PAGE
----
Principle 8: Nature vs. Artifice

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Stay close to who and what you really are.

 

Every tool invented by mankind is essentially an extension of man’s hand or mind.

  • A pneumatic hammer, which drives a nail into wood or masonry, is basically a claw hammer on steroids. The claw hammer itself is just a fancy rock. And a rock is what a primitive human used to bash things that he couldn’t bash with his hand.
  • A jet plane is a horse and wagon, crossed with a ship, only really fast. Any vehicle does exactly what the human body can do—travel distances over land or water—only faster, farther, and loaded with cargo.
  • A computer does exactly what the human mind can do: store and retrieve information, perform mathematical computations, and manipulate data, only more quickly, more accurately, and at greater volume. These days a computer also frequently takes the place of paper and pen, and can even replace a drawer full of art supplies.

So, simplicity means doing only what you can do with your bare hands, traveling only as far as your own feet will take you, and doing all mathematics and information management in your head.

Just kidding!!

Tools and technology improve our lot in life by protecting us from the elements, enabling us to procure and prepare better food, allowing us to prevent and treat diseases and injuries, and making it possible to do things beyond the tasks essential for sheer survival.[1]

Modern modes of travel are wonderful, allowing us to connect quickly with all points of the globe for purposes of commerce, education and cultural enrichment. On a more local level, technological transportation, such as automobiles and mass transit, increases a person’s employment options, allows greater autonomy and personal liberty, and makes available a wider range of goods and services. (Even a person who doesn’t own an automobile can get around by taxi, bus, or train.)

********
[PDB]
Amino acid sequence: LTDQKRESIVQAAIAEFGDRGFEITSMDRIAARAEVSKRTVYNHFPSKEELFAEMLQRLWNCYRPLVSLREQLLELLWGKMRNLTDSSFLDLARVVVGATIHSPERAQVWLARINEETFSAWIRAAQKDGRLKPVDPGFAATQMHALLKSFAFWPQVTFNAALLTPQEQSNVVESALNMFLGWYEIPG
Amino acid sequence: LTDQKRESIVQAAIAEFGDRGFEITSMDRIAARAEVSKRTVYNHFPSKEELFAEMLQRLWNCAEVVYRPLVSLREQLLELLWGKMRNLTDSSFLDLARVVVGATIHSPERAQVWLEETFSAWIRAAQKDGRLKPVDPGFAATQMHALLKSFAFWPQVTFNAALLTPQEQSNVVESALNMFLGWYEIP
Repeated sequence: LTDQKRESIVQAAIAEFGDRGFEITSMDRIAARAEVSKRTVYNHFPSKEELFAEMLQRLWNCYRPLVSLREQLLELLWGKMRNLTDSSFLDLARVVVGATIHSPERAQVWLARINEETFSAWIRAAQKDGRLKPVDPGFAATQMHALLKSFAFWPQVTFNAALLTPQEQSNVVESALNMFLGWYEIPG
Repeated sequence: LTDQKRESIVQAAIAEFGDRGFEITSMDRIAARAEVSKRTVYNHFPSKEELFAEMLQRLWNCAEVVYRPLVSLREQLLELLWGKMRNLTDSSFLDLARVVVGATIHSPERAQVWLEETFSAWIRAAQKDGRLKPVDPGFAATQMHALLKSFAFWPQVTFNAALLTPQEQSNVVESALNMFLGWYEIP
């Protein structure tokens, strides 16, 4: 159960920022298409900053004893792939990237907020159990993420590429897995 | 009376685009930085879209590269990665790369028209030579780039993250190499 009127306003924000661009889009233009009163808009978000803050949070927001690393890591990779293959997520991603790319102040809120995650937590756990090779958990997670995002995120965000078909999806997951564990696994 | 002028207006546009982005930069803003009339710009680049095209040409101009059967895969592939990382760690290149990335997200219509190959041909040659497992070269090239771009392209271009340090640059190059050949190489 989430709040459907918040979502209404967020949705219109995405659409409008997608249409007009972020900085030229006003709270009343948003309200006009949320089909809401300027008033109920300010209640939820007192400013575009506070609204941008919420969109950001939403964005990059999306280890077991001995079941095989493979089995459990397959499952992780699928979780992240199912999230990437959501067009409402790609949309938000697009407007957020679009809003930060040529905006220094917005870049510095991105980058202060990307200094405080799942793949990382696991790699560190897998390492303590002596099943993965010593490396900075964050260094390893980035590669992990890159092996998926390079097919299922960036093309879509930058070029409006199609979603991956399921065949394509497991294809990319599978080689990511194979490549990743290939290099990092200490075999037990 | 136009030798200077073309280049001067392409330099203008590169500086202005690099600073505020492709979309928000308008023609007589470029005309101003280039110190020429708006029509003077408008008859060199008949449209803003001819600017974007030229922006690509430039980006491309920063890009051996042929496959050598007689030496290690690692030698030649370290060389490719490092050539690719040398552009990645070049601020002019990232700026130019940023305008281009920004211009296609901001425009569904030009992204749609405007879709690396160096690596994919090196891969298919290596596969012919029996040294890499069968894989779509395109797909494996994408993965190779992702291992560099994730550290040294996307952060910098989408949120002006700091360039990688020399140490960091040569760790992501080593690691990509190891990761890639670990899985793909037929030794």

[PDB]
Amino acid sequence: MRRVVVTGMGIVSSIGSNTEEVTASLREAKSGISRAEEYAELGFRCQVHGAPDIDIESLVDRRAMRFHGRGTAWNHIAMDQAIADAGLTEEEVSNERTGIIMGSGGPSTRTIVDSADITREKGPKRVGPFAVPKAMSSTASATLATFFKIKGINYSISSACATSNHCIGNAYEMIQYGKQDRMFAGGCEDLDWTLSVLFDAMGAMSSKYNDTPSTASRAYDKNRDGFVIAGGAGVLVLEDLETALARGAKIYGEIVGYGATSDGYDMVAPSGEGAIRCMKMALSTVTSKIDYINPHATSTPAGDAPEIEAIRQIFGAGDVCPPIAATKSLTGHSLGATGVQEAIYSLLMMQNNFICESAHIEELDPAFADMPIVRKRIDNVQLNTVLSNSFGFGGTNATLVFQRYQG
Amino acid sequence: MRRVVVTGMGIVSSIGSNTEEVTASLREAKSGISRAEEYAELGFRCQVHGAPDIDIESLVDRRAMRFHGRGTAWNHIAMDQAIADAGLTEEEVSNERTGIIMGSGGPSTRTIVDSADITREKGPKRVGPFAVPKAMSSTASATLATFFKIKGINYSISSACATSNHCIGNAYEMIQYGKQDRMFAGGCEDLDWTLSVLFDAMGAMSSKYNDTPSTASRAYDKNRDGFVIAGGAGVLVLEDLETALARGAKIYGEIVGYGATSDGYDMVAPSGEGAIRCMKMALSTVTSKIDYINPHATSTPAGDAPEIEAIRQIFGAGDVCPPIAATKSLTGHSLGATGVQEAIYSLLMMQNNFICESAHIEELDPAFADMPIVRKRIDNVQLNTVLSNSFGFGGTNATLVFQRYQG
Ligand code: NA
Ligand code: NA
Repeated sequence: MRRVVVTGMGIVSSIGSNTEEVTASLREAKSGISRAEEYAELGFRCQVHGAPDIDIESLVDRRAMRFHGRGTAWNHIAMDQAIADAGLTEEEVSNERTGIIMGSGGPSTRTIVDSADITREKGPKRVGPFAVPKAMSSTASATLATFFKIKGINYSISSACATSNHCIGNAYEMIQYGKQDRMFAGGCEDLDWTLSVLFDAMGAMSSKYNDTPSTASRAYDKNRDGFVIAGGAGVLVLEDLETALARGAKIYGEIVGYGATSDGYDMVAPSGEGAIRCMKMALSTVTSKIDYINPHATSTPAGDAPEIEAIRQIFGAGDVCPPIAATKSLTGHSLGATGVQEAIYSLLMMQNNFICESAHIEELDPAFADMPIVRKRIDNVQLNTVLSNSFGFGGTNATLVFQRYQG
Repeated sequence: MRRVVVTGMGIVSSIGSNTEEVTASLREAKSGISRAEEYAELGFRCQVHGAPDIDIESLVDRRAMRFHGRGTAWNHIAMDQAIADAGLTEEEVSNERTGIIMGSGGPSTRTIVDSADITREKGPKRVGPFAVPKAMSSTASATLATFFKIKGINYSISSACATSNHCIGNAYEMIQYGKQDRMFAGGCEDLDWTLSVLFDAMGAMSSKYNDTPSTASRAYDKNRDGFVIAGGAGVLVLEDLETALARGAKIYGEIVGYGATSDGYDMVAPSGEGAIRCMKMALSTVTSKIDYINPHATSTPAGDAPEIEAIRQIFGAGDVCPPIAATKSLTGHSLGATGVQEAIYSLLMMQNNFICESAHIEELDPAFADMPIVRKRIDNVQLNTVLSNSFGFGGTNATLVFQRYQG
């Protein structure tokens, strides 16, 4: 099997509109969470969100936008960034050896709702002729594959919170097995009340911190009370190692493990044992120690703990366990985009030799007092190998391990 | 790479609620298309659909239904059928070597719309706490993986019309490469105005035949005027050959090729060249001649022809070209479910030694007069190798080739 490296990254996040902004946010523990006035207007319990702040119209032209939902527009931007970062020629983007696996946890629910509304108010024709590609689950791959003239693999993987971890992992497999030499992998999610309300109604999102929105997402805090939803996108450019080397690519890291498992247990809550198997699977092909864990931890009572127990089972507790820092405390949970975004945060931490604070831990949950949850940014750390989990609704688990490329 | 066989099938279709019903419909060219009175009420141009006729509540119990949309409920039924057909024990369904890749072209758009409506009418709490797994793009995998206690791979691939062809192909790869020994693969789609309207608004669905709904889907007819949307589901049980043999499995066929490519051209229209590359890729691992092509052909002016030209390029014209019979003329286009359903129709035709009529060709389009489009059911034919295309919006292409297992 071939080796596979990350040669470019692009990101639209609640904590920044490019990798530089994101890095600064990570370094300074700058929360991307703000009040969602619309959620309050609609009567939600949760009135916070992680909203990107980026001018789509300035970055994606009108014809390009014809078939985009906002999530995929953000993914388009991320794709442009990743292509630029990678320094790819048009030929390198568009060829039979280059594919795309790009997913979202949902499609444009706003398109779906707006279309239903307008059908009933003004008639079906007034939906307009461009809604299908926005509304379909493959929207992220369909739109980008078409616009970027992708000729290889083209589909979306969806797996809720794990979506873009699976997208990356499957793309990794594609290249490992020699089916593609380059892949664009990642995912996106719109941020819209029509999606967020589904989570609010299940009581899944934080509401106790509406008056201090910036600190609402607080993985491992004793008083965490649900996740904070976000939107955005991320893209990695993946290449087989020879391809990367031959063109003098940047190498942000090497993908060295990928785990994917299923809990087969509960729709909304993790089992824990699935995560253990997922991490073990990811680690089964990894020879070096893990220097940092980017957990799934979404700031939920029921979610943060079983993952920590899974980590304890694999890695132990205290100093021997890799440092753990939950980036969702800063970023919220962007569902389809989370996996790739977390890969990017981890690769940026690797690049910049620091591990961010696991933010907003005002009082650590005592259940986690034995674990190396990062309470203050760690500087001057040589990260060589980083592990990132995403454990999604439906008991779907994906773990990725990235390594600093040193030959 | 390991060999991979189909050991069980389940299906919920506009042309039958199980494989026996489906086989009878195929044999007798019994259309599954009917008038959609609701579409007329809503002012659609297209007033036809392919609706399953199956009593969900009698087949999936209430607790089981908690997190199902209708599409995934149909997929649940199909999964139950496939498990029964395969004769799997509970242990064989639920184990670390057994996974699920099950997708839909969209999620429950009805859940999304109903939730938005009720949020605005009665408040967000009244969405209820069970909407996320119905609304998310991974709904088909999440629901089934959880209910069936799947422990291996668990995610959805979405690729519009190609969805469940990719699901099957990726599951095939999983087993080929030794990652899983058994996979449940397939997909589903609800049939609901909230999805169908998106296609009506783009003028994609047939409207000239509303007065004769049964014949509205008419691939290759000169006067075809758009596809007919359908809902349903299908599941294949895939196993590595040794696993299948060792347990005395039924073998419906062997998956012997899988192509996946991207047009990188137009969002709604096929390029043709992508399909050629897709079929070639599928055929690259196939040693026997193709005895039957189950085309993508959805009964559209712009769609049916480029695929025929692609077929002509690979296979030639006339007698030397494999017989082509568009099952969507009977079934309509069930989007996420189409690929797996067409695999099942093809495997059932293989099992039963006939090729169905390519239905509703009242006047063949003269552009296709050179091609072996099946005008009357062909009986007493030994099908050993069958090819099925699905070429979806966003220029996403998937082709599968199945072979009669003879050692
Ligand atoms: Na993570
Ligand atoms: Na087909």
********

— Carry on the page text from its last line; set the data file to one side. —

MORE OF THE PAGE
But too much reliance on tools and technology has negative effects on us:

  • Technological advances in high-speed transportation and communication have indeed shrunk the world and made it easier than ever to “connect” with other people. Nevertheless, modern men and women in technologically advanced countries typically report a prevalence of loneliness, psychological disorders, stress, and dissatisfaction with life.[2]
  • Despite advances in agriculture and the availability of more and more options for healthy food and more and more leisure time that could be used to stay active, modern men and women in technological societies are fat and unhealthy like never before in history.[3]
  • The stay-at-home mom may be one of the loneliest occupations in America. Where did everybody go?[4] They’re all at work, doing everything they can to earn enough money to pay for their numerous cars, their spacious homes, their cable or satellite TV subscription and the several flat screen plasma TVs to watch, their internet service providers, their handheld smart phones, tablet, laptop, and desktop computers, their ready-made, pre-packaged boxes, cans, bags, and jars of food.

The 8th and final principle of simplicity is about preserving at least some of the essentially human touches in our lives and keeping at least some things immediate and scaled to human proportions. Examples of this principle in action:

  • If the weather is nice and the distance is reasonable, walk.
  • Instead of listening to prerecorded music on an mp3 player, grab a guitar, some friends, and sit around a bonfire making music.
  • For entertainment, when was the last time you attended a live theatre production? Or got together with a bunch of people and played board games?
  • Do we really need to buy pre-packaged cheese and crackers? How hard is it to put a handful of crackers in one Ziploc bag, a few slices of cheese in another? Instead of buying chili powder for seasoning your taco meat, did you know that you can make your own from salt, pepper, cumin, paprika, and cayenne pepper?
  • Connect to living food by growing at least some of what you eat. Even an apartment dweller can enjoy fresh summer tomatoes from a container on the balcony or grown in a rented plot at the community center. If you have a sunny window you could grow fresh herbs year-round.[5]

A review of the previous Principles of Simplicity:

Principle 7: Collaboration

Principle 6: Vigilance

Principle 5: Empty Space

Principle 4: Freely Chosen Constraints

Principle 3: Pruning

Principle 2: Detachment

Principle 1: Needs versus Wants

 

[1] See Josef Pieper’s Leisure: The Basis of Culture for much more on this last subject. Men and women who do nothing but work degrade their humanity and actually begin to lose their cultural refinement.

[2] http://thelonelyamerican.com/

[3] http://www.cdc.gov/obesity/data/adult.html

[4] http://www.imdb.com/title/tt0734692/

[5] http://www.organicgardening.com/learn-and-grow/smart-techniques-growing-herbs-indoors

 

 

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